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Diabetes

07 July 2010

Changes in fat cells may lead to type 2 diabetes

Cellular changes in fat tissue play a major role in the development of type 2 diabetes, a new study shows.

Cellular changes in fat tissue play a major role in the development of type 2 diabetes, a new study shows.

In laboratory animals, the researchers found that a gene known as protein kinase C (PKC)-zeta plays a dual role in molecular signaling associated with inflammation. Obesity, they said, can switch the gene from acting as an inflammation regulator to an agent promoting inflammation. PKC-zeta does this by causing fat cells to secrete a substance called interleukin-6 (IL6), which streams to the liver in large quantities to cause insulin resistance.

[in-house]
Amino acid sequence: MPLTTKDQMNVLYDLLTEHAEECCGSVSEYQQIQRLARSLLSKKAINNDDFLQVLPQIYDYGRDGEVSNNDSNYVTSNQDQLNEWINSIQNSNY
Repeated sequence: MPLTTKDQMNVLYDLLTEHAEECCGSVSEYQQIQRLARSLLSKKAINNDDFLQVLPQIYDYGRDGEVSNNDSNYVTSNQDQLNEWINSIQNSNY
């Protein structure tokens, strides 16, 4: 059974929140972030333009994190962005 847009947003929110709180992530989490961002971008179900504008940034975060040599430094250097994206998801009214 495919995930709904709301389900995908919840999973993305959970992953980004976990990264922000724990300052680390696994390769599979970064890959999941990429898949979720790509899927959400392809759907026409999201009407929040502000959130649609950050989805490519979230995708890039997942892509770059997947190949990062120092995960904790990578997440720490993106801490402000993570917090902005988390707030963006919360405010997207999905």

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Dr. May currently works as a fulltime endocrinologist and has been in private practice since 2004. He has a variety of interests, predominantly obesity and diabetes, but also sees patients with osteoporosis, thyroid disorders, men's health disorders, pituitary and adrenal disorders, polycystic ovaries, and disorders of growth. He is a leading member of several obesity and diabetes societies and runs a trial centre for new drugs.

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